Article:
(NEXSTAR) — Amid rising mortgage rates and fears of a recession, the once-torrid real estate market has cooled dramatically in some U.S. cities.
According to a study from Redfin, the top three and five of the top 10 are all located in California.
San Jose, California, where the median sale price is $1,560,000, cooled the fastest from February 2022 to May 2022. Sacramento, California ($610,000); Oakland, California ($1,070,000); Seattle ($850,000); Stockton, California ($576,000); Boise ($550,000); Denver ($612,000); San Diego ($875,000); Tacoma, Washington ($575,000) and San Francisco ($1,620,000) round out the top 10.
In Sacramento for example, the median price fell nearly 25%, year over year.
Part of the reason for Northern California’s prominence on the list is that high median sale prices combined with mortgage rates spiking to nearly 6% in spring have simply priced many out of the market.
“Would-be buyers are shying away because they simply have less money, both for down payments and monthly payments,” San Francisco Redfin agent Joanna Rose said. “More than half the buyers I see in San Francisco are tech workers, and many of them have seen their employers’ stock prices tumble over the past few months – in a lot of cases, that has cost people six figures.”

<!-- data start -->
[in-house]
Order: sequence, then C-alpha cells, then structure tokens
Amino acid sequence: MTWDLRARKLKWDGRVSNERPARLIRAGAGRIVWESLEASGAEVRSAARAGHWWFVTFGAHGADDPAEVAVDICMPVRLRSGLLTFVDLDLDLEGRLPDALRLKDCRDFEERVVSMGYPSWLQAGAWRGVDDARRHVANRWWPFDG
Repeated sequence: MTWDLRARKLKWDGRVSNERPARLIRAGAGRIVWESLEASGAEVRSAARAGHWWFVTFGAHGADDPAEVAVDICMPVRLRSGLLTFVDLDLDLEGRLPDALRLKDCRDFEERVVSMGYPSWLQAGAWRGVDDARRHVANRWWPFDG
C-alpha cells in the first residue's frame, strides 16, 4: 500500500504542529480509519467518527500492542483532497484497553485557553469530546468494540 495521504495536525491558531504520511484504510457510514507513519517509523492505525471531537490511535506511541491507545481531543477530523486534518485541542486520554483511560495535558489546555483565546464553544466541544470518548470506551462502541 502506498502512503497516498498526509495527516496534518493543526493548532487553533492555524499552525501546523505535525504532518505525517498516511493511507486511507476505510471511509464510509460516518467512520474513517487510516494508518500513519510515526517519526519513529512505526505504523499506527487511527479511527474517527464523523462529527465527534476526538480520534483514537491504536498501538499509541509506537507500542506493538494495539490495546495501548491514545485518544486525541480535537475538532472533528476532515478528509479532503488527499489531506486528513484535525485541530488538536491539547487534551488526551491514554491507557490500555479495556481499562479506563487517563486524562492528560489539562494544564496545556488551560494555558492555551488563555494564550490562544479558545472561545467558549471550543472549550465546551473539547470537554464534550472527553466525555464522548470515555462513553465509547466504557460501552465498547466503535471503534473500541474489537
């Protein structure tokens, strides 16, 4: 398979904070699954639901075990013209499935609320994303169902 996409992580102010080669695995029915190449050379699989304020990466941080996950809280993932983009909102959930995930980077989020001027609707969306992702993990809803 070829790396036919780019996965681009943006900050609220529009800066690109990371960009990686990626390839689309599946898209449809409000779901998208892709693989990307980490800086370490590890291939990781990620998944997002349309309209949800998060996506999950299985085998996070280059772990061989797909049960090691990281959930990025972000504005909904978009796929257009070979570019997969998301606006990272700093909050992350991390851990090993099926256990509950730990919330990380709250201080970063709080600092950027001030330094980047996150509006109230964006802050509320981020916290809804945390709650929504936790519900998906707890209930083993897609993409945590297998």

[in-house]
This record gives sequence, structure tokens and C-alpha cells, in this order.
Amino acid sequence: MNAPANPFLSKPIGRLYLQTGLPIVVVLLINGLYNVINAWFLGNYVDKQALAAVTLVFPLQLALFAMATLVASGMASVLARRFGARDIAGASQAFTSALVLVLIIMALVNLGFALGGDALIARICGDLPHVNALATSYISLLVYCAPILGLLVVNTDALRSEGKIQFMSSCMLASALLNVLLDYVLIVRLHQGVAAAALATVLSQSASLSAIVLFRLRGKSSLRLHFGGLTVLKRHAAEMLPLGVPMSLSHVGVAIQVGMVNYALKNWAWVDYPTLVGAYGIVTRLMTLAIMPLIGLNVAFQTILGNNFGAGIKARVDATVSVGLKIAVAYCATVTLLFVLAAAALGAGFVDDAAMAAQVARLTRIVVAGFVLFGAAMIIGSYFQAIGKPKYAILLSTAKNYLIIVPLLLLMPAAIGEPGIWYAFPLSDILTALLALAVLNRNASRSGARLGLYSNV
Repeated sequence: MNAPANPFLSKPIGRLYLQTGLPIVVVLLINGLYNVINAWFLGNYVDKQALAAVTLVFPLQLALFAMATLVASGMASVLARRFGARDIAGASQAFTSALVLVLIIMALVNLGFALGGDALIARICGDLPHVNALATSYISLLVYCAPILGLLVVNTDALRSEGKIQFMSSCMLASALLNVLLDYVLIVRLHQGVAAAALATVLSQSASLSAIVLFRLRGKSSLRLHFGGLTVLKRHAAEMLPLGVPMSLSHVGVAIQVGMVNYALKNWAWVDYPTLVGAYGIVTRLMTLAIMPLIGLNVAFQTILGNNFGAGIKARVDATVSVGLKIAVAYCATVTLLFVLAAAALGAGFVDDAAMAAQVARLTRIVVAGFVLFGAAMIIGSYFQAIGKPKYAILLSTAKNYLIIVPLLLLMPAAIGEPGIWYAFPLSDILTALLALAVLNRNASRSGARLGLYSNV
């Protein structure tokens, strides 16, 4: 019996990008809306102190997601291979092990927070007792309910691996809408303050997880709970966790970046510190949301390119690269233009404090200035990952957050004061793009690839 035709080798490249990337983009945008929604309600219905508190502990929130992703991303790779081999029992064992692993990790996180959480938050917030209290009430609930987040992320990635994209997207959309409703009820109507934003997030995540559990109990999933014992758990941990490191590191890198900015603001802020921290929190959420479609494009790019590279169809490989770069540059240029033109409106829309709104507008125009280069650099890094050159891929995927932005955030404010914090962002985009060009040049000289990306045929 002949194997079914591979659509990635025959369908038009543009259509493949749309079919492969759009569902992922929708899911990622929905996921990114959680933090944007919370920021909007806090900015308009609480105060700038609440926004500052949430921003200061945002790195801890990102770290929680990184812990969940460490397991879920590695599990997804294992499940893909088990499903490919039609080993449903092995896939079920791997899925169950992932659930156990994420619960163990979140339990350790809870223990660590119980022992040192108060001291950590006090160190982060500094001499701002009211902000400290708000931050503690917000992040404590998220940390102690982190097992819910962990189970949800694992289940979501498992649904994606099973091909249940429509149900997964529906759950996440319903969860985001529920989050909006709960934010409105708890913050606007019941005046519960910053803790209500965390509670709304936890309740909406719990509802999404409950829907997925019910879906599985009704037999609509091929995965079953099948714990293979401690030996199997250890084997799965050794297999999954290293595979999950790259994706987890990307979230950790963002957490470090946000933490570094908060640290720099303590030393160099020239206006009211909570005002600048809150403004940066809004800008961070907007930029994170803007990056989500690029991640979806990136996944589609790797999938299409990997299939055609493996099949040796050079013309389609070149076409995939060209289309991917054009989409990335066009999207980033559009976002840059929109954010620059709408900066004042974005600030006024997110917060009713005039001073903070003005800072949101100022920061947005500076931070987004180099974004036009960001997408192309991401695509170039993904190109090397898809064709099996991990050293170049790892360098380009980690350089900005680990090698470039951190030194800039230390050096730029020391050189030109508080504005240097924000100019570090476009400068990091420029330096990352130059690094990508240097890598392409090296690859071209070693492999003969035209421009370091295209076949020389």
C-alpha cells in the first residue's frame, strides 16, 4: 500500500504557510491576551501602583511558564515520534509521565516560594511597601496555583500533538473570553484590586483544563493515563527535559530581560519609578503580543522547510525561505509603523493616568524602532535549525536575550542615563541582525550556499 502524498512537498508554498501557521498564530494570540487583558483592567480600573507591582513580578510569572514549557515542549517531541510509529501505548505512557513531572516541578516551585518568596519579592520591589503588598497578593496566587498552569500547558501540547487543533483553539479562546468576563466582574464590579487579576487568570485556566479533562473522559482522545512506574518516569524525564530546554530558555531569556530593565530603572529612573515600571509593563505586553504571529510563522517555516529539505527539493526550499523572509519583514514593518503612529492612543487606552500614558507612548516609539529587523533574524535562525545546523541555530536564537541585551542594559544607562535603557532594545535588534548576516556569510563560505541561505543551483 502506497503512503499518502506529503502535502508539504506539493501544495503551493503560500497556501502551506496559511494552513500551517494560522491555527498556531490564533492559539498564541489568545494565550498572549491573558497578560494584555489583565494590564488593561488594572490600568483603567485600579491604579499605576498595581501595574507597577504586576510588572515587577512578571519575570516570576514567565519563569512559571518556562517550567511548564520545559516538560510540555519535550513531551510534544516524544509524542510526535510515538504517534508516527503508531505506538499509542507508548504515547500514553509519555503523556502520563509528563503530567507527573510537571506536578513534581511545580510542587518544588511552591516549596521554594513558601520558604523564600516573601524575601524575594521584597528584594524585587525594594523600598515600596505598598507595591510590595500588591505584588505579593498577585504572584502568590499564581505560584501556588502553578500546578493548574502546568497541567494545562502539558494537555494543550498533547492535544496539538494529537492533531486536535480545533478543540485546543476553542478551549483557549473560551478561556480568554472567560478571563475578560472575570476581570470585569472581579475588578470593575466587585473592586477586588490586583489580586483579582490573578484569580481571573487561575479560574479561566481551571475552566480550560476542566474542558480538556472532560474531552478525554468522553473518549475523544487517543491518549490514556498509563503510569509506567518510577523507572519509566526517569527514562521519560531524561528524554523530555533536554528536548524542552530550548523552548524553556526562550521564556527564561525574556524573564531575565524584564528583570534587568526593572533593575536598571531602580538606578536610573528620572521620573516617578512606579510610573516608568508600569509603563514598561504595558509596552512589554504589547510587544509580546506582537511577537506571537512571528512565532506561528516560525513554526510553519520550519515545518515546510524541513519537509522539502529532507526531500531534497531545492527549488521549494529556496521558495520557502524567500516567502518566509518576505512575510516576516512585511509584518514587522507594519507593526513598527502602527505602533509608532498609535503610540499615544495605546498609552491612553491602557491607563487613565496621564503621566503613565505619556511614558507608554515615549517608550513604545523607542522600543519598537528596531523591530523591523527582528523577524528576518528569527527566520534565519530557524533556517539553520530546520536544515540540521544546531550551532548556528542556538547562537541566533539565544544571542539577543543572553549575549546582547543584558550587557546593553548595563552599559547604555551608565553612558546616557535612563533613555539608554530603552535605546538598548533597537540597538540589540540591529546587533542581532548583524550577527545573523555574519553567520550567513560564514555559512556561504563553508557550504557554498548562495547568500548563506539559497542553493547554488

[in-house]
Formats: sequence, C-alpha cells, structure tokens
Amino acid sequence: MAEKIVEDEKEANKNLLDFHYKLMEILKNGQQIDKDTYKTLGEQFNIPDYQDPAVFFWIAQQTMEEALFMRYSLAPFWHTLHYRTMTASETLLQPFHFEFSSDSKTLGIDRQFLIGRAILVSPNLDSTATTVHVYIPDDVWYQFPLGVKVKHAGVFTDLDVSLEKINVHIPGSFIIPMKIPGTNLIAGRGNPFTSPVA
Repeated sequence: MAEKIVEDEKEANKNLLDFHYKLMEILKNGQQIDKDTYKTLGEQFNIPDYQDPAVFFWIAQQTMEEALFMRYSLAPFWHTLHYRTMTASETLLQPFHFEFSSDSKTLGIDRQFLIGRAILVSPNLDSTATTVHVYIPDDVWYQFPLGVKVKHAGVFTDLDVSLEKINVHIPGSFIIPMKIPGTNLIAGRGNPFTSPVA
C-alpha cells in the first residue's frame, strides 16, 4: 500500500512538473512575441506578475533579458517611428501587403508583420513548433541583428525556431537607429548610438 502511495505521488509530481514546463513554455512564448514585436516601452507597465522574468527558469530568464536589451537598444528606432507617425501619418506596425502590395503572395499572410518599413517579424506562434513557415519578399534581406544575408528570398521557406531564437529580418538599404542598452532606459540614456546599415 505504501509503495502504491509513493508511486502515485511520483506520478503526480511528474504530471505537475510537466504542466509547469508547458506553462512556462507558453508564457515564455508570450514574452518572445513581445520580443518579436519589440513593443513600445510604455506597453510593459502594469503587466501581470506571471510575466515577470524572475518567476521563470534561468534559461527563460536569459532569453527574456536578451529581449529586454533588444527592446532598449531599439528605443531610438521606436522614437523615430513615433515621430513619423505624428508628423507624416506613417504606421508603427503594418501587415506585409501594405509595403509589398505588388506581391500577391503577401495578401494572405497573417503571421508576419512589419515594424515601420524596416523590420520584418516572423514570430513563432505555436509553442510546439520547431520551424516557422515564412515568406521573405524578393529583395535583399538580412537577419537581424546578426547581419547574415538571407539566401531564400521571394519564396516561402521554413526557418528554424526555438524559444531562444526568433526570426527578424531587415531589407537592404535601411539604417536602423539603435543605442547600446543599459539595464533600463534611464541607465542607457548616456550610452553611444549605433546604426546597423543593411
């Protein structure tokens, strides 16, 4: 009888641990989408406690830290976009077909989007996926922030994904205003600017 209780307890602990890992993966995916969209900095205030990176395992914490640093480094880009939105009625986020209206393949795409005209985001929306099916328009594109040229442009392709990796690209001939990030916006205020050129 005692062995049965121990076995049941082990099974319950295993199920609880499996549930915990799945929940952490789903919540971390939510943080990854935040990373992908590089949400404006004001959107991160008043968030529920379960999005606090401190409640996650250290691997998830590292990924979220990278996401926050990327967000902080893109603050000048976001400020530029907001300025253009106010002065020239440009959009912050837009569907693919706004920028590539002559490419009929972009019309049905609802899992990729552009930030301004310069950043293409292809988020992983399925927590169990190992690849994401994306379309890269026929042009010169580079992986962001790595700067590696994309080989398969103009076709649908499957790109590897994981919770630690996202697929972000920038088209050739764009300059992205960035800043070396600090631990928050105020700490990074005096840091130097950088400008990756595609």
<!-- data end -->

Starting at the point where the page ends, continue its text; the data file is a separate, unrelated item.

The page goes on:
Then there’s inflation.
“People are paying way more for things like groceries and gas, so they don’t have as much in their monthly budget,” Rose said. “On top of that, monthly payments are a lot higher than they used to be, even if prices are slightly down, because of increased rates.”
The study also found that several cities targeted by remote workers looking for a change in lifestyle during the pandemic – Sacramento, Boise, Tacoma, Austin (16th place) and Phoenix (17th place) – have seen their attraction wane after demand-driven prices soared above what many could, or now want, to afford.
In contrast, the markets cooling slowest all have median home prices under $600,000 and are mostly located in the Midwest or Northeast.
Albany, New York, where the median sale price was $289,000, was number one, followed by El Paso, Texas ($238,000); Bridgeport, Connecticut ($570,000); Lake County, Illinois ($324,400); Rochester, New York ($212,100); New Brunswick, New Jersey ($465,000); Cincinnati, Ohio ($265,000); Akron, Ohio ($200,000); New Haven, Connecticut ($310,000); and Virginia Beach, Virginia ($325,000).
The real estate slowdown now has home builders bracing for tougher times, according to a survey obtained by MarketWatch from John Burns Real Estate Consulting.
“Scary times,” one Nashville-based home builder said. “Hoard cash and hang on for the ride!”
The monthly survey found that a quarter of builders across 84 markets are reducing prices as demand falters, while others are forced to cancel projects after buyers back out of contracts.
“Someone turned out the lights on our sales in June!” one builder in Atlanta told survey-takers.
The greatest rate of cancelations was in Texas, followed by the Southwest and Northern California.